A previous excellent discussion on Accepting Change As You Age and driving safely, prompted me to start this new thread in hopes that it might reach more members. My dad’s career involved driving throughout the state as a divisional director. He retired at 70 yrs and enjoyed having a daily coffee time with friends in our very small town. My mom had noticed that he was getting more forgetful about some things…misplacing items, difficulty remembering some current events but nothing alarming. She usually found him working in the yard when she came home from school but one day he wasn’t home and when it got dark and he still hadn’t showed up, she called me very concerned.
In the late 70’s, we didn’t have cell phones or state networks for missing person alerts that we have now. The three hour drive was nerve wracking but we tried to stay optimistic that he would be home when we arrived. The next three days and nights were beyond description. Local and county law enforcement were alerted and a friend arranged for a helicopter search for his vehicle to no avail. On the fourth day, we got a call that he had been found on a ranch at a cattle tank 275 miles away. He was trying to fish using a coat hanger and had suffered a major stroke.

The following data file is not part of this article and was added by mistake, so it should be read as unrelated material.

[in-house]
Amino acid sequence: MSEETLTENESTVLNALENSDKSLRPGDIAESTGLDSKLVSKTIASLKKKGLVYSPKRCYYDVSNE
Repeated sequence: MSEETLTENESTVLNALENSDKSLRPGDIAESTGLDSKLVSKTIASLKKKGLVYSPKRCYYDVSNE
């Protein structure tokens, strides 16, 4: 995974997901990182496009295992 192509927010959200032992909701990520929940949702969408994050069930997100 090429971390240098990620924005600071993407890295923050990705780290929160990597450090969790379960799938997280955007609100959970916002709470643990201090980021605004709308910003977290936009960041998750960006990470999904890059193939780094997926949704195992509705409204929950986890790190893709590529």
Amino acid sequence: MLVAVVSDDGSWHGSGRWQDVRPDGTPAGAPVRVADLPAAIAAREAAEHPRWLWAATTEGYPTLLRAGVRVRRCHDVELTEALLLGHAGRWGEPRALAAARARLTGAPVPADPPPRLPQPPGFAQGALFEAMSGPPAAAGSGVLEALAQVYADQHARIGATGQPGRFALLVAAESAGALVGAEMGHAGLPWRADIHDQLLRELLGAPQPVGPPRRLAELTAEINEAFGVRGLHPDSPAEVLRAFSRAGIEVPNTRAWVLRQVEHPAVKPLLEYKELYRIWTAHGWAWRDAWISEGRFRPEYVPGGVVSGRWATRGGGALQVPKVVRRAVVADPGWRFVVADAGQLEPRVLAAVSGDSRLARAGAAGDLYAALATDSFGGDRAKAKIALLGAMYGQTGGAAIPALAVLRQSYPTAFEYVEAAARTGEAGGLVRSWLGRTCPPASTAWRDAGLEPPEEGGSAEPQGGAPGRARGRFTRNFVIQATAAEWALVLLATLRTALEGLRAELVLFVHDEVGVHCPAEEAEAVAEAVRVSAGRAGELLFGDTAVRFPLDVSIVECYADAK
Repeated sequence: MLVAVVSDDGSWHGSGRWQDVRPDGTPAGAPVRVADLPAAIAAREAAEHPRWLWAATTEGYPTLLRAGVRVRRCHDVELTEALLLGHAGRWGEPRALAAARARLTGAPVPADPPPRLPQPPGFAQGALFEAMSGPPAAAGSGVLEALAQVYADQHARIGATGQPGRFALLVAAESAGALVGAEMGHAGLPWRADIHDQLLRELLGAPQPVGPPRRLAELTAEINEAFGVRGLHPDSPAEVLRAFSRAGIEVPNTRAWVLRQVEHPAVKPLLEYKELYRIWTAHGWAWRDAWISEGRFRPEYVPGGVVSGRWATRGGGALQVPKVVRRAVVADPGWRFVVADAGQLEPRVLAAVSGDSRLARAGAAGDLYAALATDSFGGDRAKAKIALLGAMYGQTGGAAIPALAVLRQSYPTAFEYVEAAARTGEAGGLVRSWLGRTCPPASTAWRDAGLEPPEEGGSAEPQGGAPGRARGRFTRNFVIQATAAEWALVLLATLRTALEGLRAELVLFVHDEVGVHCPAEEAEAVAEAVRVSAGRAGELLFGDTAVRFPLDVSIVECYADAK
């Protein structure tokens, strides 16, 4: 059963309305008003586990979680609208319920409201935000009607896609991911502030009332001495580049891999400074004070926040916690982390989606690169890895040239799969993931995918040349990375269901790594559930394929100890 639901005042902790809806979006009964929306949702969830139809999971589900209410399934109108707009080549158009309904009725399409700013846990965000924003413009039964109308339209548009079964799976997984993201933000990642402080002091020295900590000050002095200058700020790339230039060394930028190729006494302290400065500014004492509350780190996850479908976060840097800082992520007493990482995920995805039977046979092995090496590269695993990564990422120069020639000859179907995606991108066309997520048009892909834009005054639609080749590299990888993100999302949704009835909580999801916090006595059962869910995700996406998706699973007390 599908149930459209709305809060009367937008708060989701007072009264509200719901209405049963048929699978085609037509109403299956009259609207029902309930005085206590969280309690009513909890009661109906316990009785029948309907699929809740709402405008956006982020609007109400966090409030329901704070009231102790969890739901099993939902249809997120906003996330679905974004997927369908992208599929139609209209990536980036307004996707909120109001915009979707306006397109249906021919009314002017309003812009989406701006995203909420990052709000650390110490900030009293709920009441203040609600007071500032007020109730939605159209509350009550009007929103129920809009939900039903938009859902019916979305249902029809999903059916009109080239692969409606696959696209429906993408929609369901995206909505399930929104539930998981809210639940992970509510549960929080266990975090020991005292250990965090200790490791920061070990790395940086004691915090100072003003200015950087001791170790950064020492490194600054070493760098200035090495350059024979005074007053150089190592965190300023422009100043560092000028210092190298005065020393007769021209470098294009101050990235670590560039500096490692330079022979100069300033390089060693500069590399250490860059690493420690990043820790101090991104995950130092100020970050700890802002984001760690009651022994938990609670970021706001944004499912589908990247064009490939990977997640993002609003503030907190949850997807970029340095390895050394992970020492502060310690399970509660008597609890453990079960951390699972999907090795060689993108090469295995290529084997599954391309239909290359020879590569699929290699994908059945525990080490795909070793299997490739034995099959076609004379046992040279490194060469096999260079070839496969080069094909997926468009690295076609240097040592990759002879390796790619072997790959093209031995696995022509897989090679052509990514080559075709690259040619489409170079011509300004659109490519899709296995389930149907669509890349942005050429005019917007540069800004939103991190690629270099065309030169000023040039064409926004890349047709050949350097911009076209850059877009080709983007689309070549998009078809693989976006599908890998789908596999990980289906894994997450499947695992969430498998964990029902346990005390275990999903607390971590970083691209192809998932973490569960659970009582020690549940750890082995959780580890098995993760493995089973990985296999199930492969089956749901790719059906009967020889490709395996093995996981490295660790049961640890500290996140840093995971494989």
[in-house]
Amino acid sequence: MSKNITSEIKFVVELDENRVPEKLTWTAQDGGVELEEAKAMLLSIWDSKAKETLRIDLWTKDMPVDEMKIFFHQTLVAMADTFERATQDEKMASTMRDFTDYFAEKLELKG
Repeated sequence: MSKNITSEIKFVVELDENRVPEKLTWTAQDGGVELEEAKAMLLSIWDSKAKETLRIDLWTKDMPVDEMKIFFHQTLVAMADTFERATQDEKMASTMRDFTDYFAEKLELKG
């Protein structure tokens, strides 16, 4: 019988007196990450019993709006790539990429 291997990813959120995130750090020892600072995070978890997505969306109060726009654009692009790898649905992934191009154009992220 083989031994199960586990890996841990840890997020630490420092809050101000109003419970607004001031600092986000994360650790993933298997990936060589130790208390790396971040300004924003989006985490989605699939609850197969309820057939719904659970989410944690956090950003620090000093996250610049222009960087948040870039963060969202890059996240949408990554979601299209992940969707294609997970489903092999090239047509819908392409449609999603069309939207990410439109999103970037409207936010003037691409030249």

Until that fateful day my dad had had no problem while driving to and fro locally. My mom had not noticed any changes in his driving on trips nor had he become confused about where he was. We think that he may have had a TMI, became confused and made it to the cattle tank before suffering the major stroke.
The two sites @colleenyoung posted on this thread are well worth the read and plan. My daughter lives out-of-state and we have had the “driving discussion” and she phones me almost daily. I hope others will have this discussion and also be increasingly watchful if a family member or loved one begins showing signs of lessening mental acuity or changes in driving ability.
As an older, single adult, living independently, only a dire night emergency would put me in the driver’s seat of my car now. Neither my vision nor my reflexes are what they once were. The thought of having to stop driving altogether would be one of the most significant an older person may face. However, the safety and well being of all will make that decision well worth it if it saves lives.
This is a tough topic and one no one wants to consider but for those of us who are aging it is, like making estate and final arrangement plans, well worth the consideration while we are still able.